There are a lot of thoughts on what is the best method for the synthesis of the abdominal wall after a laparotomy. One of the issues involved is the variability in the individual answer to the initial surgical aggression, with a possible formation of adhesions in the scar, which may lead to obstructive abdominal conditions, sometimes with catastrophic consequences1. Infertility and pain are other sequels that might occur2.

Complications are long-term and unpredictable, and adhesions have a great impact in post-surgery over the surgical routine and the hospital resources, resulting in considerable health expenses2.

Post-surgical adhesions are developed after a trauma to the mesothelium, which is frequently damaged after surgical manipulation and contact with the instruments, strange bodies as suture material, glove dust and dissection. Adhesions result from the normal peritoneum answer during the healing of the wound, and develop from the first five to seven days after the injury2.

In order to evaluate the possible involvement of the peritoneum in adhesion after laparotomies cases, studies with rats were performed comparing the suture or nonsuture of the peritonium1,3.

The objective of the work herein was to compare the parietal peritoneum suture and nonsuture in midline laparotomies in rats, regarding the formation of adhesions.



The essay was approved by the Animal Experimentation Ethics Committee of the Medical Sciences College of Santa Casa de São Paulo (protocol nº 144), being performed at the Surgical Technical and Experimental Surgery Unit (UTECE, Unidade de Técnica Cirúrgica e Cirurgia Experimental) of the Medical Sciences College of Santa Casa de São Paulo.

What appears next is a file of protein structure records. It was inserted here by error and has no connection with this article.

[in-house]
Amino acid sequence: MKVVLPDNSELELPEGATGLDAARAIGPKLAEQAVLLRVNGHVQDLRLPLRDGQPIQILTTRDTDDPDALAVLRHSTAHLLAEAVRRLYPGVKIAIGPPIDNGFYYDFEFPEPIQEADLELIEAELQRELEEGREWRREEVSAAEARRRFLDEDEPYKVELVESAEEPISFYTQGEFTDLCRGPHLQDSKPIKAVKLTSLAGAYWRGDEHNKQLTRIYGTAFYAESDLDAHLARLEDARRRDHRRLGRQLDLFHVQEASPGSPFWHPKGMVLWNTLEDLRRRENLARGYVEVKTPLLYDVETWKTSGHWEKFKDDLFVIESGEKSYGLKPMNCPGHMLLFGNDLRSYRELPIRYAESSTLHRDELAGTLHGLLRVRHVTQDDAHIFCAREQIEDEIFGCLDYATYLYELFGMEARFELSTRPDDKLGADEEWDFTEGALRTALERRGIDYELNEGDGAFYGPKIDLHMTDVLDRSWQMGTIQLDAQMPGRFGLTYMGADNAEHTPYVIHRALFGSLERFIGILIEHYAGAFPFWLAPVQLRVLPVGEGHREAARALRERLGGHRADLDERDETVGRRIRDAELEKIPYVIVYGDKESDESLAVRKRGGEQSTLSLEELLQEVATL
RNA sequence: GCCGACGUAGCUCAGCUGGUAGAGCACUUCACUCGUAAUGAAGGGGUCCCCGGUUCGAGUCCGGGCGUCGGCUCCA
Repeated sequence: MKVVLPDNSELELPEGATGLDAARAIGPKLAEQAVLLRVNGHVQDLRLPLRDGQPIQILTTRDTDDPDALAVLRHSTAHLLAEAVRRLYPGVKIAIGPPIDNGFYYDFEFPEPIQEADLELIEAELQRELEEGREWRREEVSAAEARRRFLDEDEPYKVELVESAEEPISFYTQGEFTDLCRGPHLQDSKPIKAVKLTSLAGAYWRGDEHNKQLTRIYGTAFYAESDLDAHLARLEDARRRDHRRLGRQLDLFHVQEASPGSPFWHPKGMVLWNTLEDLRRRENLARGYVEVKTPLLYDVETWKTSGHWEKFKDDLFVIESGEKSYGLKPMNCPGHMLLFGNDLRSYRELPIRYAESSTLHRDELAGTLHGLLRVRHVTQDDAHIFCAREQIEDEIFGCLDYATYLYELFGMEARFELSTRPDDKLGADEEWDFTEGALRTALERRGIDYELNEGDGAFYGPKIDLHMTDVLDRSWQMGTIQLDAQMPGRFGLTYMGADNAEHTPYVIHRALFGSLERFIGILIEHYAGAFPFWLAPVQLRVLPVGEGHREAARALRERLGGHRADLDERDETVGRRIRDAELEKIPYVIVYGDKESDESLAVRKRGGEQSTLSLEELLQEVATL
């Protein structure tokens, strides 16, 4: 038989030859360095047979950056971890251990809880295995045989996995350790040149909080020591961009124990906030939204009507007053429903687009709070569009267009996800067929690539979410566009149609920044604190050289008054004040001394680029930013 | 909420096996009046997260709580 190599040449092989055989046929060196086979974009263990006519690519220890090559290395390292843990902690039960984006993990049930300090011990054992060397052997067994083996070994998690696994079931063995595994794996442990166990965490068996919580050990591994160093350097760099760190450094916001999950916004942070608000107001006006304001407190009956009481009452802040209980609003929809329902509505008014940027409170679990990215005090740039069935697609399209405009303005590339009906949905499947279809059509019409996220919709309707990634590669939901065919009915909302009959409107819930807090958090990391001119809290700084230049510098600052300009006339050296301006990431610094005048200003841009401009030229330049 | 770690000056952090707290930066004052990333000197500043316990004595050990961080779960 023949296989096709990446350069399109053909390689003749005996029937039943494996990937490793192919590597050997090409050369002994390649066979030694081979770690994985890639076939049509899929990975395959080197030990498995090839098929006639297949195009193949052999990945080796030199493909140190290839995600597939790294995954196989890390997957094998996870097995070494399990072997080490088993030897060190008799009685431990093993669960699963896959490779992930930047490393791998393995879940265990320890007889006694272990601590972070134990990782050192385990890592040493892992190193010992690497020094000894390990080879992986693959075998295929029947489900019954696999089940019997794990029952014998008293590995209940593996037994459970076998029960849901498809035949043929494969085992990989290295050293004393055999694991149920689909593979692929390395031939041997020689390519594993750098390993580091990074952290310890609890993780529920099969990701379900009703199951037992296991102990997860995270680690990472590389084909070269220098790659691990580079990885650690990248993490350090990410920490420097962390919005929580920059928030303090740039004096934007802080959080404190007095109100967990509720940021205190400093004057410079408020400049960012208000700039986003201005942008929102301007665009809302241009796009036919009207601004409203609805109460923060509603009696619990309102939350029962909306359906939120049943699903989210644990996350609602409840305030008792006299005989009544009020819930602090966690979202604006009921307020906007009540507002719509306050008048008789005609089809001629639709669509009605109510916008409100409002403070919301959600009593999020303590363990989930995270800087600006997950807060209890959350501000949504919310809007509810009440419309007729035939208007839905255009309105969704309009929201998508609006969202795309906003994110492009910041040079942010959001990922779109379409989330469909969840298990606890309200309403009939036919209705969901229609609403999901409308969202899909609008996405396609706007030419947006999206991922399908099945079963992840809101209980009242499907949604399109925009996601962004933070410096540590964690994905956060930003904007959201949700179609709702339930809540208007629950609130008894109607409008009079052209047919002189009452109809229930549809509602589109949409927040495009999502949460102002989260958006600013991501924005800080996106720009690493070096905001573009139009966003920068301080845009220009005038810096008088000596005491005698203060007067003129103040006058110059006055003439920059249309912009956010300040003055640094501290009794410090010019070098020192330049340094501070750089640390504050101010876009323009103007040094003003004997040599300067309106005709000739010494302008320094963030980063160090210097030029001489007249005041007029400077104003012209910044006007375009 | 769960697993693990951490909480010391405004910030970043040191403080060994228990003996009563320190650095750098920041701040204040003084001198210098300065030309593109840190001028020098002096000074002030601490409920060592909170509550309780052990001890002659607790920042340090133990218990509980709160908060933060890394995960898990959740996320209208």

Forty adult albino Wistar rats (20 males and 20 females), weighing between 350 and 400 grams, underwent a surgery in the Surgical Technical and Experimental Surgery Unit (UTECE) of the Medical Sciences College of Santa Casa de São Paulo. The animals received food and water ad libitum, in an artificial light environment in a 12-hour dark-light cycle. Anesthesia was performed with ketamin (75 mg/Kg) and xilasin (5 mg/Kg) via intra peritoneum. Initially, only the male rats were operated, with midline laparotomy of 4.0 cm, followed by a closure of the abdominal cavity with and without peritoneal suture, alternately.

When the peritoneum was closed, we performed a continuous suture with poligregarpone 25 (Monocryl 4-0). The cavity was closed by approaching the aponeurosis lip by lip with the same string, and the skin with a nylon 4-0 string, in separated stitches.

Then, 20 females underwent a surgery, using the same technique.

After 40 days, the animals underwent a new surgery, and their abdominal cavity was opened through a paramedian incision to the right, parallel to the original one, and two transversal incisions from the edges of the paramedian incision, thus forming a "window" that allowed the inner part of the cavity to be observed, making the verification of the peritoneum and the presence of adhesion easy (Figure 1).



Wistar rats received a lethal dose of potassium chloride at 19.1% after that surgery still under the anesthetic effect.